Refresh path 580 in conjunction with the detection of a program failure will now be discussed. If a program failure is detected then an erase operation can be skipped or omitted. Omitting the erase operation 590 will substantially improve the refresh time for providing corrected data into the memory array. Consequently, the refresh operation for a program failure 595 is expedited in comparison to the prior method of processing program failures by bypassing an erase operation and proceeding to execute the additional steps of refresh path 580. Specifically, if the end of page 540 has been reached, then it is determined whether there are any additional pages of memory to be evaluated in step 550. If there are additional pages to evaluate, then the page address of memory is incremented in 560 and the entire process of testing each word of a new page is repeated. Only until the end of memory 110 has been reached will the refresh be considered complete 565.
Within ECC circuit 135 is a check bit generator (not shown) which generates check bits S[6:0] in response to the data values read from each word in accordance with parity check matrix 600. Check bit generator produces check bits S[6:0] in response to the read data values RD[31:0] in accordance with parity check matrix 600. The check bits S[6:0] are then passed to ECC generator. The ECC generator uses a decoder to perform a bit-wise comparison between check bits S[6:0] and the read check bits RCB[6:0], wherein each of the check bits S[6:0] is exclusive OR'ed with a corresponding one of the read check bits RCB[6:0], as illustrated in the last 7 columns of parity-matrix 600. The resultant syndrome 7-bit word is decoded to identify whether the 39-bit code read from the memory array is free of error, contains a single-bit error, or contains multiple-bit errors. To illustrate the manner in which the check bits [6:0] are correctly generated, assume that an error bit occurs in data word D[31:0], such that the associated syndrome word SYN[6:0] has a non-zero value. The value of syndrome word SYN[6:0] is governed by the column (bit) location of the error bit in the parity-check matrix of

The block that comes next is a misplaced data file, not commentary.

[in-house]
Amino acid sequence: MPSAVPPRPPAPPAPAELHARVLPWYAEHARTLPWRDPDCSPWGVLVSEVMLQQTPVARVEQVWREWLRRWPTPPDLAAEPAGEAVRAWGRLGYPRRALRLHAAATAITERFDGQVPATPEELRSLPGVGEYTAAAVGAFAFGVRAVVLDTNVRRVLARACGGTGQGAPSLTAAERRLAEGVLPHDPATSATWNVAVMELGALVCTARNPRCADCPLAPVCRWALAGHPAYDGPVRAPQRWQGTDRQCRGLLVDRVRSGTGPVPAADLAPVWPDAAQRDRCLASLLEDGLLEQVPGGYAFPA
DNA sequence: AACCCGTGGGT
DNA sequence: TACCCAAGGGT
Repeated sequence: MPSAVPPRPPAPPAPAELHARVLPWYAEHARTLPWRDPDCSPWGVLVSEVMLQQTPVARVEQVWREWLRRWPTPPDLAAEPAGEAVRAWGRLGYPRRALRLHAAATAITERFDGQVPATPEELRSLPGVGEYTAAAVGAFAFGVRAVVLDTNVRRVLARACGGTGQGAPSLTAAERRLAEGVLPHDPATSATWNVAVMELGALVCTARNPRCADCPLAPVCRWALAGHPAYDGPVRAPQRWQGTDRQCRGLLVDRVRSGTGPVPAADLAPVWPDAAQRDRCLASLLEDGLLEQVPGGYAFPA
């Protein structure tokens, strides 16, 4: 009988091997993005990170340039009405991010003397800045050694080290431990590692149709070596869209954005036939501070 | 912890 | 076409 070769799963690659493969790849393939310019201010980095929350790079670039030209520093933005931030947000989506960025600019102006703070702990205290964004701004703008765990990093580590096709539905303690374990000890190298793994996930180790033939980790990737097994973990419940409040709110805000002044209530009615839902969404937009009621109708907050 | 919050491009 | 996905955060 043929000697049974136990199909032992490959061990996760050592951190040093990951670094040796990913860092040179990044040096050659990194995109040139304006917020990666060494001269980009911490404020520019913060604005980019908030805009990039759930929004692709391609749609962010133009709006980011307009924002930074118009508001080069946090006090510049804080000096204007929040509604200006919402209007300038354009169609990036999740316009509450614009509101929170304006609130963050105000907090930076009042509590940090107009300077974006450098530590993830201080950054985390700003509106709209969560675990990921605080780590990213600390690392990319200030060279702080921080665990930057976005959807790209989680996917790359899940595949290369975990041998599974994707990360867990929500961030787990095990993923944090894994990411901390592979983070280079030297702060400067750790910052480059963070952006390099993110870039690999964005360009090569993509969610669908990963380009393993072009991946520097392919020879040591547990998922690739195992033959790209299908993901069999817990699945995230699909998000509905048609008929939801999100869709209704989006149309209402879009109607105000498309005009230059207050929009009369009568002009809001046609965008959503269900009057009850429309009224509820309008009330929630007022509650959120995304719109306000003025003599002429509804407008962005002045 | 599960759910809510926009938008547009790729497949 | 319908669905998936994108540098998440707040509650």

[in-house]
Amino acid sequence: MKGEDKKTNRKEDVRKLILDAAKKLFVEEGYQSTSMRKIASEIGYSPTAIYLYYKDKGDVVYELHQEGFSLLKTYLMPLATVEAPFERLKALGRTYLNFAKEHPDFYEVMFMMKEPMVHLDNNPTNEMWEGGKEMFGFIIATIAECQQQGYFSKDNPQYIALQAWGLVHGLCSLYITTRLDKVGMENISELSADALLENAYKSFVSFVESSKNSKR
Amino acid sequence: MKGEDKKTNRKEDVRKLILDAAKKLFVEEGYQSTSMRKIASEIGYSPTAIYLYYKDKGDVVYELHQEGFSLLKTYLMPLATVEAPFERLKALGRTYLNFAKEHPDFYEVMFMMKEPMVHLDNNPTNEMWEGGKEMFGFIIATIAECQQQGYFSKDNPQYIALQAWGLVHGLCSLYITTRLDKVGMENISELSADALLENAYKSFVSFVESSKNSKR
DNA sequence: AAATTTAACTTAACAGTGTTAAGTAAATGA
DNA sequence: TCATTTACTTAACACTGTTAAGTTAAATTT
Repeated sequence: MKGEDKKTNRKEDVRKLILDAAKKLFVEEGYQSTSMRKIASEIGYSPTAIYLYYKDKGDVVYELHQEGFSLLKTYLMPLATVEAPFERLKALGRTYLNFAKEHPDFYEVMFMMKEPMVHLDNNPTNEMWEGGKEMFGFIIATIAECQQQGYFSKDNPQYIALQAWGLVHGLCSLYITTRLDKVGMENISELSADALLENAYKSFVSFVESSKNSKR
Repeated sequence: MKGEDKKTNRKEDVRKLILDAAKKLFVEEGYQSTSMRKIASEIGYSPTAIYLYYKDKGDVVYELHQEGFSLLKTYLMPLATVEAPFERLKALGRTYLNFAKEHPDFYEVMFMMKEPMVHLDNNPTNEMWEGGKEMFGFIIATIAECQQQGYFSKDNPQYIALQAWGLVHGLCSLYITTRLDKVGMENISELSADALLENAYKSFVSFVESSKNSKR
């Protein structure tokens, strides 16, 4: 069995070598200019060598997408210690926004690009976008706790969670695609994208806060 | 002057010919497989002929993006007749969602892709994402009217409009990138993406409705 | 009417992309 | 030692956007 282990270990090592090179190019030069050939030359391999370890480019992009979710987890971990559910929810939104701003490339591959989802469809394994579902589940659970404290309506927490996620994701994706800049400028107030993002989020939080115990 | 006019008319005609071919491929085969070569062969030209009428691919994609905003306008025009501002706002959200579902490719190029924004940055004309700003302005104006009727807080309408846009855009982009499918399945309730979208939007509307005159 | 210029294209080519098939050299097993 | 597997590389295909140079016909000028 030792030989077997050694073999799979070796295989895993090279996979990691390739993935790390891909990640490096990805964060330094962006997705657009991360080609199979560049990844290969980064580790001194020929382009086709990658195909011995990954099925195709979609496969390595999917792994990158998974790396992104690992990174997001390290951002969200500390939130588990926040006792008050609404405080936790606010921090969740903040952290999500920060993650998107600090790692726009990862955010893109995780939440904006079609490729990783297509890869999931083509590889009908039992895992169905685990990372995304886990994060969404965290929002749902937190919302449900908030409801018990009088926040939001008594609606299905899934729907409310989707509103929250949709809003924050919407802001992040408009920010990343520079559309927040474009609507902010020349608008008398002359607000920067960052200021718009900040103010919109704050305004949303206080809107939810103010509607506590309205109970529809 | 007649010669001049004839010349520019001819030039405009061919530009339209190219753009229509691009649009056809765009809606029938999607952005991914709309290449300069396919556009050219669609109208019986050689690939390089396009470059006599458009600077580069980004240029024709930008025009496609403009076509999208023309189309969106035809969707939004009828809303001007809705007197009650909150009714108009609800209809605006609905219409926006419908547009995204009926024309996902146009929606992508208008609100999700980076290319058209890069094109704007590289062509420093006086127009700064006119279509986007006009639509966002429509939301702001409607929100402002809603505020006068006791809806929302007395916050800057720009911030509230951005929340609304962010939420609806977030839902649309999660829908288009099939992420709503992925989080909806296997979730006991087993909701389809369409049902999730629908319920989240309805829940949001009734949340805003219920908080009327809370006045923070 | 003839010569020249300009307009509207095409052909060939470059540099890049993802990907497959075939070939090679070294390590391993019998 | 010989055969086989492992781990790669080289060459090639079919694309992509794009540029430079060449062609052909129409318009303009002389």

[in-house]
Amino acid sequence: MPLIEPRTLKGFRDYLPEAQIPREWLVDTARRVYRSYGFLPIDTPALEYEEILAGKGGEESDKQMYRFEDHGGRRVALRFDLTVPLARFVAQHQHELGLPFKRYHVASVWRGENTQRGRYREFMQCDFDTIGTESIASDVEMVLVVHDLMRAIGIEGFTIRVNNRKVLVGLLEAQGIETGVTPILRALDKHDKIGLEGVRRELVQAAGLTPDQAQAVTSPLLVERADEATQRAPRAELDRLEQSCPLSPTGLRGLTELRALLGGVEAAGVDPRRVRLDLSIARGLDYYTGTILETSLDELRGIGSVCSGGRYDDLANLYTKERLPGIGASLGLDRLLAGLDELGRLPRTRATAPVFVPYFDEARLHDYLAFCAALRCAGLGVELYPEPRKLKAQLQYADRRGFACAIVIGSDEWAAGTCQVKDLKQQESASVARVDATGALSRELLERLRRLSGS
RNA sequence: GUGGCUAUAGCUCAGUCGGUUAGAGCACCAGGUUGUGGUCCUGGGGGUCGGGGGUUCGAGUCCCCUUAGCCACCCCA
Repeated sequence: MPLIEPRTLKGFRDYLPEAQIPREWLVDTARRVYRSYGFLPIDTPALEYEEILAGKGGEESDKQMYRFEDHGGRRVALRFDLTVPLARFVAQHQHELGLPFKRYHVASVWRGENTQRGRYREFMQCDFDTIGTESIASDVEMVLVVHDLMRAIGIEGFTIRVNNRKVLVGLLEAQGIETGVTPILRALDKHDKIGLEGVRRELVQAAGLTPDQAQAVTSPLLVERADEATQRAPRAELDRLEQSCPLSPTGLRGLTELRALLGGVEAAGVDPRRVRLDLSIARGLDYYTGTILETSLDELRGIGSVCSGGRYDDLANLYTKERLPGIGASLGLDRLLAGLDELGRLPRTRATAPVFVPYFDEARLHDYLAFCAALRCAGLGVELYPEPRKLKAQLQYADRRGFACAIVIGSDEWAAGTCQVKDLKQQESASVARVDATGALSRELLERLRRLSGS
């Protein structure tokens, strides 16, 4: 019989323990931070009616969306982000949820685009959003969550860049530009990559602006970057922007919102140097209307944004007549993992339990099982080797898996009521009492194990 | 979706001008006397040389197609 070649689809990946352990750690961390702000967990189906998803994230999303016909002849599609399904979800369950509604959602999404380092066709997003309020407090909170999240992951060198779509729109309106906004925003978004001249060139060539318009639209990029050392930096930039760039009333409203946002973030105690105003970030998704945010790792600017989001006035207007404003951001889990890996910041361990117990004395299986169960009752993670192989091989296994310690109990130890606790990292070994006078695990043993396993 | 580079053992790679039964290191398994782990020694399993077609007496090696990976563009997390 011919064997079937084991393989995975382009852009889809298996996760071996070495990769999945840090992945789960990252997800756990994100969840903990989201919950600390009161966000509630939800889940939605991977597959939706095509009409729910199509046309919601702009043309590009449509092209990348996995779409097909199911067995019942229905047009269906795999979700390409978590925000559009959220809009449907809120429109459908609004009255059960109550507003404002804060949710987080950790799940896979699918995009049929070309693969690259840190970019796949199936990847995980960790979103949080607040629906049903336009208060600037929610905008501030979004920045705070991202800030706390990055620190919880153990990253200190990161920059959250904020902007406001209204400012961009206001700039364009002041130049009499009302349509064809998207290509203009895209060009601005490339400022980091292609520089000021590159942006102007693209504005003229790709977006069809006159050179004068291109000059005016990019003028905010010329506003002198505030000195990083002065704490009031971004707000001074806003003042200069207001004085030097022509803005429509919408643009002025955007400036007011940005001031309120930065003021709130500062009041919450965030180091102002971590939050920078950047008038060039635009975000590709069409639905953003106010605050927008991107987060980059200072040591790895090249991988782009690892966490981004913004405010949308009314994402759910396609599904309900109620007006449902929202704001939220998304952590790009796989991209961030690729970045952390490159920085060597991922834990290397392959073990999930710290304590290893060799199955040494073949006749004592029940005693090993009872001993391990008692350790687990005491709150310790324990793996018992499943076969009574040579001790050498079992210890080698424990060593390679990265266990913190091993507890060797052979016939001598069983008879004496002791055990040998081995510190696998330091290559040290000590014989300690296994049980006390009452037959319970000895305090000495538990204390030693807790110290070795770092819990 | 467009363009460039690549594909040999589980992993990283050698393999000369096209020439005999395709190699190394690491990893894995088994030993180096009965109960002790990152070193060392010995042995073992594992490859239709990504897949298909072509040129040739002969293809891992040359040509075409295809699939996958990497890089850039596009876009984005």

TABLE 1 Single ErrorDetection Syndrome Error location 1 32 2 33 4 34 8 35 13 25 14 28 . . . . . . 100 7 104 24
Based on this information, the system will use syndrome 14 to repair the error at bit location 28 by inverting the bit at location 28. Table 1 thus defines the manner in which each syndrome maps to a specific bit position to thereby identify the position of an error location. The present invention has been described by various examples above. However, the aforementioned examples are illustrative only and are not intended to limit the invention in any way. The skilled artisan would readily appreciate that the examples above are capable of various modifications. Thus, the invention is defined by the claims set forth below.
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|U.S. Classification||714/763, 365/185.22, 365/185.29|
|Cooperative Classification||G11C29/52, G11C16/10, G06F11/1068, H03M13/19, G11C16/3431, G11C2029/0411|
|European Classification||G06F11/10M8, H03M13/19, G11C16/10, G11C16/34D6|
|Feb 11, 2009||AS||Assignment|
Owner name: MOSYS, INC., CALIFORNIA
Free format text: ASSIGNMENT OF ASSIGNORS INTEREST;ASSIGNORS:FUNG, STEPHEN;RAO, VITHAL;YU, DA-GUANG;AND OTHERS;REEL/FRAME:022307/0050
Effective date: 20090123
|Oct 19, 2015||FPAY||Fee payment|
Year of fee payment: 4